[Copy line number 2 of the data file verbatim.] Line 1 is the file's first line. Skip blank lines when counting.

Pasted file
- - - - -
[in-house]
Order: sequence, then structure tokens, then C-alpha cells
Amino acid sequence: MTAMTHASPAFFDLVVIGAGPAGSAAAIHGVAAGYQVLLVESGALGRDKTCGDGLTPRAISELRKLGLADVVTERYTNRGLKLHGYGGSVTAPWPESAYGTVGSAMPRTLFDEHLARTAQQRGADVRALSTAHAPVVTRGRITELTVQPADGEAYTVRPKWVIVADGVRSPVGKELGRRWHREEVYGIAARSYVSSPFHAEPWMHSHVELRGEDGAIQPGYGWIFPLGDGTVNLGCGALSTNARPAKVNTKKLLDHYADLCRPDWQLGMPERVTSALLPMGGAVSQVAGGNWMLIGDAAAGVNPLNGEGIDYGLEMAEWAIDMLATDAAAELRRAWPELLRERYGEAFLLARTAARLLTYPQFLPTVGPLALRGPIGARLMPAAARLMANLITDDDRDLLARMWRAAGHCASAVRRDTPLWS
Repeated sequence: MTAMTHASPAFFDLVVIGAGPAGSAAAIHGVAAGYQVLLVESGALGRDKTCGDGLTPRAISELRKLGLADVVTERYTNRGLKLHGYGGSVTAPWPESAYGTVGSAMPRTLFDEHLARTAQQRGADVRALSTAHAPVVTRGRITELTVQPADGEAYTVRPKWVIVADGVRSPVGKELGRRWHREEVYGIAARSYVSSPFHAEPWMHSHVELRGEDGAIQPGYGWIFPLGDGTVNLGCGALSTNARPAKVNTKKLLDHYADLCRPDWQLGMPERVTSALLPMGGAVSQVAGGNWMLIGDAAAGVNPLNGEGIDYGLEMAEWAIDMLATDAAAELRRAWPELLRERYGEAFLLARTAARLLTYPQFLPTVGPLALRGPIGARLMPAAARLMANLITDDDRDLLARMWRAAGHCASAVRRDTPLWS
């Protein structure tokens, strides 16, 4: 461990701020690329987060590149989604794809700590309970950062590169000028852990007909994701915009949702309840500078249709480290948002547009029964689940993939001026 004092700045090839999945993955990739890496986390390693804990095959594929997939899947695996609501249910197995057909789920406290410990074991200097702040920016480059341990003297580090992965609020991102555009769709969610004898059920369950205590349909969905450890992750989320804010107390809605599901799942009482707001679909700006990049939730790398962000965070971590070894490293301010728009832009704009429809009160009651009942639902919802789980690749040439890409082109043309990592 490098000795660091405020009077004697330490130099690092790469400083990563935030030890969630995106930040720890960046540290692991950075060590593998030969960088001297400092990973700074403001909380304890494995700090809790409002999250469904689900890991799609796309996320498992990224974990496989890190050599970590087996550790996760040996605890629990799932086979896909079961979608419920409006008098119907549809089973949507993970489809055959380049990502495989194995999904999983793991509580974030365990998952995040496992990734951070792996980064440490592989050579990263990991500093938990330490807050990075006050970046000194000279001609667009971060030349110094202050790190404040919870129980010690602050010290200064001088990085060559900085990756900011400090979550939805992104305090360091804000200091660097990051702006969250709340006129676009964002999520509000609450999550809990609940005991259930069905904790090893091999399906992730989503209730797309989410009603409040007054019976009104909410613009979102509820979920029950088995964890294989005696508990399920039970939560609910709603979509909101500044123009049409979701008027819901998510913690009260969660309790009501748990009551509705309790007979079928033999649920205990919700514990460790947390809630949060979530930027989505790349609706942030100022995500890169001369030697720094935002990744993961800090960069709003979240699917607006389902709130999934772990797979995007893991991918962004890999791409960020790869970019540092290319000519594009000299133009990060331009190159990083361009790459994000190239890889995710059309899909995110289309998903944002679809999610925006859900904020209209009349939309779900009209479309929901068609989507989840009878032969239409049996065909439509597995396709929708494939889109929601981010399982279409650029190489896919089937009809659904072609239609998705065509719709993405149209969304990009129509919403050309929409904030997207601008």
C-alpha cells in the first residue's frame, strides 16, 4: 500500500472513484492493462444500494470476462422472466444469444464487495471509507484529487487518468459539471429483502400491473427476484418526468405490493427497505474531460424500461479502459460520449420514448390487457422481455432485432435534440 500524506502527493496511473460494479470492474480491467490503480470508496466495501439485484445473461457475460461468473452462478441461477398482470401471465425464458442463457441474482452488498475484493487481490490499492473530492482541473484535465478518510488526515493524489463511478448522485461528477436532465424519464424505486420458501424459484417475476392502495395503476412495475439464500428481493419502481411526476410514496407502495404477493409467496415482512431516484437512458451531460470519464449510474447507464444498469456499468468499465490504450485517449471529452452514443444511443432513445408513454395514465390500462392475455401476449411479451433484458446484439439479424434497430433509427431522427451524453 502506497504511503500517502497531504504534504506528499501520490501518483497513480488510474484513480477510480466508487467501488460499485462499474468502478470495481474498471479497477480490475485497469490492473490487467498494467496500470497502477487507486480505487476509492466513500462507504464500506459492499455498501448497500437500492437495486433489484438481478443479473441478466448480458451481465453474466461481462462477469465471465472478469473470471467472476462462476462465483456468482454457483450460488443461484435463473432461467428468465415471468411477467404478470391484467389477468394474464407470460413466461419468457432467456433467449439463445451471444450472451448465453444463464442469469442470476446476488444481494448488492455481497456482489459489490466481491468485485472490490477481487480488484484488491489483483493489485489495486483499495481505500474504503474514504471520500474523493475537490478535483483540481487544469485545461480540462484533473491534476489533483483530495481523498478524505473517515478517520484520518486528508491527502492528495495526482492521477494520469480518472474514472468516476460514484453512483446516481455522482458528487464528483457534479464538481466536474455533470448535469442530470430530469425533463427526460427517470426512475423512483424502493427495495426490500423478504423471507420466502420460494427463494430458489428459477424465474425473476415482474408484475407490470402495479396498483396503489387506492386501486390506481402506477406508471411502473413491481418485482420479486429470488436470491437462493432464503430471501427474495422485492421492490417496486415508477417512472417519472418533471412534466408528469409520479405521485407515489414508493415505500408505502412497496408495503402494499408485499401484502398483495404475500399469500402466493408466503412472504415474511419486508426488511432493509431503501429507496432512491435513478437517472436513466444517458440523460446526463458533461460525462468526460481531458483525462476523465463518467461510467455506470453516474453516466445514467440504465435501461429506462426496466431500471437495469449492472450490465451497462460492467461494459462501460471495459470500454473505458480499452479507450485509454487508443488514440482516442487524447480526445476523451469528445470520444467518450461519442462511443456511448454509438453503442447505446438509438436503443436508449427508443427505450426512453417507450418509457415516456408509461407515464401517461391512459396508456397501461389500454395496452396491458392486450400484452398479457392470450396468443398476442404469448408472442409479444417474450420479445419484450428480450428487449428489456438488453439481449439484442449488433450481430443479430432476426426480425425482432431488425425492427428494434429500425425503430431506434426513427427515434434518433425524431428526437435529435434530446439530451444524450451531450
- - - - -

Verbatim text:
Order: sequence, then structure tokens, then C-alpha cells